Guest blog: From Star Hustler to Star Gazers, by Dean Regas

Posted by David Eicher
on Friday, September 16, 2011

Welcome to my 100th blog! This is a day for anniversaries: 100 blogs and 29 years to the day since I joined the staff of Astronomy magazine! And to celebrate, I am taking the day off. Instead of writing something original, I am presenting you with a guest blog by Astronomy magazine contributor, Cincinnati Observatory Center astronomer, and TV’s new Star Gazer, Dean Regas. Dean has written a nice account of the TV show that he is taking the helm of now, remembering the late Jack Horkheimer and the Star Hustler show. We’ll return with a second account by Dean in a few weeks that will detail plans for the new show as it moves forward. Enjoy!

Credit: Dean Regas
Credit: Dean Regas
From Star Hustler to Star Gazers:Behind the scenes from an iconic astronomy program
By Dean Regas

Jack Horkheimer, champion of backyard astronomers, saluted television viewers (and the universe) nightly from 1976 until 2010 with his inimitably delivered catch phrase, “Keep looking up!” The bite-sized TV program Star Gazer (or Star Hustler, as it was originally known) developed a cult following due to Jack’s ability to make the wonders of space accessible through his lovably eccentric yet conversational manner of speaking — along with special effects that have his image flipping, flying, and soaring through the galaxy. Who hasn’t stumbled upon Jack sitting on a beam of light and pointing out highlights of the sky late at night when you least expected to learn about astronomy? It is the only weekly television series devoted to naked-eye astronomy, and the delightfully kitschy Star Gazer now airs on more than 200 stations worldwide.

After Horkheimer passed away in August 2010, his producers at WPBT2 in Miami, Florida, wanted to continue the show. When I heard that Star Gazer was looking for a new host, I jumped at the chance. But, I asked myself, what qualifications did I have to step into the Star Gazer’s moon boots? Had I ever stood in space and guided viewers through the heavens from such a lofty perch? Had I ever experienced the special effects of flying from planet to planet?  Nevertheless, I sent in my résumé and was granted the opportunity last November to film eight episodes as a sort of extended audition. I would soon be standing on Jack’s light beam and highlighting the jewels of the night sky for the viewing public.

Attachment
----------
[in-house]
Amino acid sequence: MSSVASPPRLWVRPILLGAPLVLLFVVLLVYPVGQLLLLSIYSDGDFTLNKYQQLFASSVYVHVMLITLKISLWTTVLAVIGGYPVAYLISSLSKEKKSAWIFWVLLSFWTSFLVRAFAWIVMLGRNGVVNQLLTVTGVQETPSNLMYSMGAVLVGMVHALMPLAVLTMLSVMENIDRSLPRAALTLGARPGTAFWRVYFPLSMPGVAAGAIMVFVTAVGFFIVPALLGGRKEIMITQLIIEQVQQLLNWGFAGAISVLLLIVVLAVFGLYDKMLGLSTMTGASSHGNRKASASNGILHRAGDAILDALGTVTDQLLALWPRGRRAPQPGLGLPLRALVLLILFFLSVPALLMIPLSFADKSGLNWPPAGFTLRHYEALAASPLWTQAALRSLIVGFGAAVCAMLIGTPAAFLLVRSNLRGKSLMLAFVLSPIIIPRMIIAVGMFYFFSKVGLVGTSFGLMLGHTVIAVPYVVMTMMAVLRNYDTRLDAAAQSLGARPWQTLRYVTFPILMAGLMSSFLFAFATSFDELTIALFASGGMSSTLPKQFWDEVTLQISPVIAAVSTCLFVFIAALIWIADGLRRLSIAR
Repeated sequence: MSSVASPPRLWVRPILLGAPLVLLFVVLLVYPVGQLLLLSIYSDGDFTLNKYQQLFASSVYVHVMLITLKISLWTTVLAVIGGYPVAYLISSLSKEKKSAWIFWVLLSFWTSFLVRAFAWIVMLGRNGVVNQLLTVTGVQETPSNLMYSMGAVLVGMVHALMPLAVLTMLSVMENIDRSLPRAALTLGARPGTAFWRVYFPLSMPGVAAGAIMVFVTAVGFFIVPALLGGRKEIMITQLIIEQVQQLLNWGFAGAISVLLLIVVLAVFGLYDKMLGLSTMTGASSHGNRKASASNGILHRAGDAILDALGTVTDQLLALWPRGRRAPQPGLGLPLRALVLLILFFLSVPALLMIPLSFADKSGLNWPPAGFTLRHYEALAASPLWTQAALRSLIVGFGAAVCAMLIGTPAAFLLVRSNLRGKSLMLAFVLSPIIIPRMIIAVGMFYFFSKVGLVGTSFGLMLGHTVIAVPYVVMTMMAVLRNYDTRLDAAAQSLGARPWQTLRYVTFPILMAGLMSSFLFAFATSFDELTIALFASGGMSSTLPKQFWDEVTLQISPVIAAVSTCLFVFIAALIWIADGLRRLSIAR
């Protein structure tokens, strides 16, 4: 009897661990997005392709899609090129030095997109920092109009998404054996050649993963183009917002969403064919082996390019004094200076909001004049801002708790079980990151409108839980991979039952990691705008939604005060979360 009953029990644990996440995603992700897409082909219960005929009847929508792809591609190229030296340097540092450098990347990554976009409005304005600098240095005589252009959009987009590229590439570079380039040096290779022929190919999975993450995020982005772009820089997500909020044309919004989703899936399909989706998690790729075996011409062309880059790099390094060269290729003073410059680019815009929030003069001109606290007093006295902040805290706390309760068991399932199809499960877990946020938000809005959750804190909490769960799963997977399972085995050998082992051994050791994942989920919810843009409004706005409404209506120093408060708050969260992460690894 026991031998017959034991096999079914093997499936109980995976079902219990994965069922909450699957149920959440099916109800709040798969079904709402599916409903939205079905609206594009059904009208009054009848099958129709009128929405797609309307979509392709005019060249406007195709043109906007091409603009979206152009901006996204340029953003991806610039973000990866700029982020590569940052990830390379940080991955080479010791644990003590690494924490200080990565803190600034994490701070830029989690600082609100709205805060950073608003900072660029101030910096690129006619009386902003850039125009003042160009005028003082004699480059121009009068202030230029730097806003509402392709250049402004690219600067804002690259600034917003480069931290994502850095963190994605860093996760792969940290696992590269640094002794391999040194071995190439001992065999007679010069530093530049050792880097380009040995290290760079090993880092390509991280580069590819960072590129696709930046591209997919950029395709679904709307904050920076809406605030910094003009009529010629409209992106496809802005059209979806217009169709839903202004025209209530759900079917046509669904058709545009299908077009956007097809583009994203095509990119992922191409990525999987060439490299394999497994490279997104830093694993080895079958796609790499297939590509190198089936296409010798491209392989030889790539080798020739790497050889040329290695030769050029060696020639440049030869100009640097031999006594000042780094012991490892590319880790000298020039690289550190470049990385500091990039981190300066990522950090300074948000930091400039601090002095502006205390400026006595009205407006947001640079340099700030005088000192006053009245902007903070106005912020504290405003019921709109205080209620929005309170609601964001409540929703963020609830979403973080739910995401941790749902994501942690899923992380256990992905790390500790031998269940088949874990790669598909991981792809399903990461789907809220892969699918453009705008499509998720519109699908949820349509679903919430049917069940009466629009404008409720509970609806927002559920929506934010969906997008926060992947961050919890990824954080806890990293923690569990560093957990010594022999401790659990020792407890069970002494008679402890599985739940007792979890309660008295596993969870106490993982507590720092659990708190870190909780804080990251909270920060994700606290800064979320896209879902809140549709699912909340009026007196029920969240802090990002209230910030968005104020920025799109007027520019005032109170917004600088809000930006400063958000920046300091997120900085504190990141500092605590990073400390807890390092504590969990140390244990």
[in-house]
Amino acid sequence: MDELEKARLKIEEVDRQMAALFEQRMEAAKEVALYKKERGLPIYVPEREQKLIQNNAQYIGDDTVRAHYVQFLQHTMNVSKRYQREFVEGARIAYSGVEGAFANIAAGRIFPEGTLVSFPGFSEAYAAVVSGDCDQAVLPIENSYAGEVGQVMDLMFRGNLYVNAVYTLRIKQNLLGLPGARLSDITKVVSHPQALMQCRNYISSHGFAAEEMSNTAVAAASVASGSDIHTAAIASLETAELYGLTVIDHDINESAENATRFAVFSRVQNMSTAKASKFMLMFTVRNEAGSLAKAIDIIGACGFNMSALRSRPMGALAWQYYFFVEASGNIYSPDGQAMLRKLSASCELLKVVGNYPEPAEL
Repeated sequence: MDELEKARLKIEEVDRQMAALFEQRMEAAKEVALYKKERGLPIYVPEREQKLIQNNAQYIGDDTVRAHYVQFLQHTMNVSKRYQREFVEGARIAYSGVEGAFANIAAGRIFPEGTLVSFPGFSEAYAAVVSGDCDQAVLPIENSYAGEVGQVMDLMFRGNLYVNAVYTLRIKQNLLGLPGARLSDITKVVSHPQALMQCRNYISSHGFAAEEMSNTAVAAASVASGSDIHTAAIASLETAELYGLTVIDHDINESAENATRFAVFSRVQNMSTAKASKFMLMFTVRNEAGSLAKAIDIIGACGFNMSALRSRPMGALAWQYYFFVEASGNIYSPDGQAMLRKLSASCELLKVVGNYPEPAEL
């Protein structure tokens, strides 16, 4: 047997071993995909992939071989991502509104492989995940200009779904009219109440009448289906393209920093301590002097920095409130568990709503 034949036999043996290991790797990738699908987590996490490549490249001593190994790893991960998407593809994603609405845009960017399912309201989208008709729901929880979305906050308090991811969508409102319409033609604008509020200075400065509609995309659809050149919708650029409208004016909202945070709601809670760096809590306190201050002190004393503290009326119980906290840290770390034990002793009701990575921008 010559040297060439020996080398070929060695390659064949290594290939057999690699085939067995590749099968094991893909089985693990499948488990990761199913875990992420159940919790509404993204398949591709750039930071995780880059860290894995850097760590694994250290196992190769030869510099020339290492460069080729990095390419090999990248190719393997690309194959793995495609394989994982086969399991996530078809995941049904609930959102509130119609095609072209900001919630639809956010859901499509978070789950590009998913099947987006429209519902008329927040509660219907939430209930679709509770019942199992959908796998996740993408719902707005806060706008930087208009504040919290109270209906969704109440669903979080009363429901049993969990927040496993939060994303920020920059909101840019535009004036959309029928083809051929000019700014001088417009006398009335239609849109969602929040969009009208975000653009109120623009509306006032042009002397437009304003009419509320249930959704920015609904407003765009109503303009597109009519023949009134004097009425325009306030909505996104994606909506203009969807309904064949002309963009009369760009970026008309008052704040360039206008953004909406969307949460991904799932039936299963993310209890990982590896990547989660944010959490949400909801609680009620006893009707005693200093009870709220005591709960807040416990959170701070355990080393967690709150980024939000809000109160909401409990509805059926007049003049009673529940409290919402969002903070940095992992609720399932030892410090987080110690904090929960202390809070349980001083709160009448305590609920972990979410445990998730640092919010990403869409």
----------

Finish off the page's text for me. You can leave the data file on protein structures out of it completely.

Two weeks before flying from Cincinnati, Ohio, to Miami, Florida, to film, Star Gazer’s writer and producer for the past 30 years, Bill Dishong, sent me the eight scripts. For each week of the year, Bill wrote two versions of Star Gazer – one 5 minutes long and the other 1 minute long. I read, reread, and almost memorized all of the scripts and practiced at home for hours in front of the mirror. But nothing prepared me for being on the set.

I reported to the studio on a Monday morning for my first day of filming. Bill and I went over the scripts again and made last-minute edits and wording changes. We quickly discovered that my speech pattern differs wildly from Jack’s, but who could ever hope to imitate Jack’s singular inflection? I didn’t even try. Then we went into the control room and ran through the scripts again, this time inserting the graphics and timing the special effects.

Next, I reported to the makeup room and quickly started feeling like a TV star.  I actually had a makeup question, “Why did Jack Horkheimer wear a toupee during the program?” He didn’t hide his baldness away from Star Gazer, but I learned that the hairpiece was an absolute necessity on the set. Without it, his head blended into the background of the superimposed sky and made his forehead simply disappear. To avoid that, the toupee became standard equipment.